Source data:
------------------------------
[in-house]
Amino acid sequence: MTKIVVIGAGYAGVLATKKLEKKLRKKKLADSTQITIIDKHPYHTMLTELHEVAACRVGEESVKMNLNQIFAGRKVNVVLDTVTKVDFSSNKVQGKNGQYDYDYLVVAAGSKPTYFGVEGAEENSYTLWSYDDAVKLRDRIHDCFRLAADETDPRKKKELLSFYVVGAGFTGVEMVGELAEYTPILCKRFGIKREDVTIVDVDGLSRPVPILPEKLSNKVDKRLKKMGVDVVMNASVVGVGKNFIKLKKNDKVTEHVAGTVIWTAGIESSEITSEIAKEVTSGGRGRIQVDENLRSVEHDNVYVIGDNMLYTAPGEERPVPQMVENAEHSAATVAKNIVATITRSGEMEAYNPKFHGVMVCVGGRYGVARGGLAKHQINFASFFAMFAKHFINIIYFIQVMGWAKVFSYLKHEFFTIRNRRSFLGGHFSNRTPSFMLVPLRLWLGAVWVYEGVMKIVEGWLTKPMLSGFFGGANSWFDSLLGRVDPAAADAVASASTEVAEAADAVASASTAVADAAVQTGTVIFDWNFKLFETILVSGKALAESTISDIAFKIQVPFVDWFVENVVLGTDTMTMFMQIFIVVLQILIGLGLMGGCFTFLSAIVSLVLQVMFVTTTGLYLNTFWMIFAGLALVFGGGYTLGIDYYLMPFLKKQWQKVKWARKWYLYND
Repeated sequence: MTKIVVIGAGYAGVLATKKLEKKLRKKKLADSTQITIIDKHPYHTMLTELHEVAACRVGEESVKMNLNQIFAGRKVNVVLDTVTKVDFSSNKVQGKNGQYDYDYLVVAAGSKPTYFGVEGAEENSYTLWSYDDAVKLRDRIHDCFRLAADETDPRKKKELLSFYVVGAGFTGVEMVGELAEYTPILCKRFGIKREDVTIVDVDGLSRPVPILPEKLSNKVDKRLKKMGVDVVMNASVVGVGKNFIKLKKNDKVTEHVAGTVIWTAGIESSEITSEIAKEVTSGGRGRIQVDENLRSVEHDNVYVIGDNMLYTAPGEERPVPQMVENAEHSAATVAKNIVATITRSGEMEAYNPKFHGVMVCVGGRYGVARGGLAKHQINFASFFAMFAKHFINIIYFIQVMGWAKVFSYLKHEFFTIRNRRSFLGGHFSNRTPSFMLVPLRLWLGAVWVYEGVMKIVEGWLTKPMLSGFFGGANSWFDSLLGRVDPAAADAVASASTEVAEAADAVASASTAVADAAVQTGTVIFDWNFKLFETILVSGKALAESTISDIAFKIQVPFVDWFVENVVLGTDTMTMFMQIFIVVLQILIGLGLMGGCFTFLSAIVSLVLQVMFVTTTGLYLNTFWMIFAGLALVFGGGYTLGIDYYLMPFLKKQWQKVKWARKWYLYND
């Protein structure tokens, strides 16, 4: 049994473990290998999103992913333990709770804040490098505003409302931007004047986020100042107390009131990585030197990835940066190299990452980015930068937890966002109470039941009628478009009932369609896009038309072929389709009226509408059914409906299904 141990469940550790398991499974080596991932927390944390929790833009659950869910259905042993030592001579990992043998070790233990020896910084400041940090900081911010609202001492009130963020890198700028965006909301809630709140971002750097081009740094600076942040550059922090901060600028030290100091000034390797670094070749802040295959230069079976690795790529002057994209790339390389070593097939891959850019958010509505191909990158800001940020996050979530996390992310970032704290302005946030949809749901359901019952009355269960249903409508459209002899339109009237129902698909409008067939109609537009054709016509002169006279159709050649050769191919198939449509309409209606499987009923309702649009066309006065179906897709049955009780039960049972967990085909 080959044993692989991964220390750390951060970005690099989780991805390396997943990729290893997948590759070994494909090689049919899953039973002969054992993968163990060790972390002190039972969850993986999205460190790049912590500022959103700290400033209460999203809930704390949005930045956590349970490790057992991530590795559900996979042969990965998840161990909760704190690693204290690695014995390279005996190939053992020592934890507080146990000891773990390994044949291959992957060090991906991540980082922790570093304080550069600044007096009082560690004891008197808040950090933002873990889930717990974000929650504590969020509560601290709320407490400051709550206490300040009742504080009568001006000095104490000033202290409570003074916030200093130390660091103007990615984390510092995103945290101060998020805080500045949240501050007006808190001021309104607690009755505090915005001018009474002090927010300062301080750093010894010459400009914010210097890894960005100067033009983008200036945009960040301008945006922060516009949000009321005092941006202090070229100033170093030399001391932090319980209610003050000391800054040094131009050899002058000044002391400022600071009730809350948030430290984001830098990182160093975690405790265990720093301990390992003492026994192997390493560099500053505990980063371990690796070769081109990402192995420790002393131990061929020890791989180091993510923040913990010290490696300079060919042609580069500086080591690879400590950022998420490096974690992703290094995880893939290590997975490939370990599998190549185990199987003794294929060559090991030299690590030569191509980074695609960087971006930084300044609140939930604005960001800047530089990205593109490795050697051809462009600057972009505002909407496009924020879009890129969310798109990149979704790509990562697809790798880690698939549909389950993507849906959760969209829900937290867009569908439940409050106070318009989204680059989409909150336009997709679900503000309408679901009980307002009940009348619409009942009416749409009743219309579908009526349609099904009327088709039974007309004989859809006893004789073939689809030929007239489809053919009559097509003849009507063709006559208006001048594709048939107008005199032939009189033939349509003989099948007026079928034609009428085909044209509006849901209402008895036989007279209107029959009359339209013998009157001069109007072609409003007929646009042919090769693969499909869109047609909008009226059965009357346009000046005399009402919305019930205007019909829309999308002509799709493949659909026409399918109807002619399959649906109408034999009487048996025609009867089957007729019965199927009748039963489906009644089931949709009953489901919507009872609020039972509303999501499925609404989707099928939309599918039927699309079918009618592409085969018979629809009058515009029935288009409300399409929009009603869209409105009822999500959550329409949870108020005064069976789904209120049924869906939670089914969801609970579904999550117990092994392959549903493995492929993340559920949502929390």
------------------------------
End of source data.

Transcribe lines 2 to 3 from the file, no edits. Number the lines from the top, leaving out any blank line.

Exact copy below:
Amino acid sequence: MTKIVVIGAGYAGVLATKKLEKKLRKKKLADSTQITIIDKHPYHTMLTELHEVAACRVGEESVKMNLNQIFAGRKVNVVLDTVTKVDFSSNKVQGKNGQYDYDYLVVAAGSKPTYFGVEGAEENSYTLWSYDDAVKLRDRIHDCFRLAADETDPRKKKELLSFYVVGAGFTGVEMVGELAEYTPILCKRFGIKREDVTIVDVDGLSRPVPILPEKLSNKVDKRLKKMGVDVVMNASVVGVGKNFIKLKKNDKVTEHVAGTVIWTAGIESSEITSEIAKEVTSGGRGRIQVDENLRSVEHDNVYVIGDNMLYTAPGEERPVPQMVENAEHSAATVAKNIVATITRSGEMEAYNPKFHGVMVCVGGRYGVARGGLAKHQINFASFFAMFAKHFINIIYFIQVMGWAKVFSYLKHEFFTIRNRRSFLGGHFSNRTPSFMLVPLRLWLGAVWVYEGVMKIVEGWLTKPMLSGFFGGANSWFDSLLGRVDPAAADAVASASTEVAEAADAVASASTAVADAAVQTGTVIFDWNFKLFETILVSGKALAESTISDIAFKIQVPFVDWFVENVVLGTDTMTMFMQIFIVVLQILIGLGLMGGCFTFLSAIVSLVLQVMFVTTTGLYLNTFWMIFAGLALVFGGGYTLGIDYYLMPFLKKQWQKVKWARKWYLYND
Repeated sequence: MTKIVVIGAGYAGVLATKKLEKKLRKKKLADSTQITIIDKHPYHTMLTELHEVAACRVGEESVKMNLNQIFAGRKVNVVLDTVTKVDFSSNKVQGKNGQYDYDYLVVAAGSKPTYFGVEGAEENSYTLWSYDDAVKLRDRIHDCFRLAADETDPRKKKELLSFYVVGAGFTGVEMVGELAEYTPILCKRFGIKREDVTIVDVDGLSRPVPILPEKLSNKVDKRLKKMGVDVVMNASVVGVGKNFIKLKKNDKVTEHVAGTVIWTAGIESSEITSEIAKEVTSGGRGRIQVDENLRSVEHDNVYVIGDNMLYTAPGEERPVPQMVENAEHSAATVAKNIVATITRSGEMEAYNPKFHGVMVCVGGRYGVARGGLAKHQINFASFFAMFAKHFINIIYFIQVMGWAKVFSYLKHEFFTIRNRRSFLGGHFSNRTPSFMLVPLRLWLGAVWVYEGVMKIVEGWLTKPMLSGFFGGANSWFDSLLGRVDPAAADAVASASTEVAEAADAVASASTAVADAAVQTGTVIFDWNFKLFETILVSGKALAESTISDIAFKIQVPFVDWFVENVVLGTDTMTMFMQIFIVVLQILIGLGLMGGCFTFLSAIVSLVLQVMFVTTTGLYLNTFWMIFAGLALVFGGGYTLGIDYYLMPFLKKQWQKVKWARKWYLYND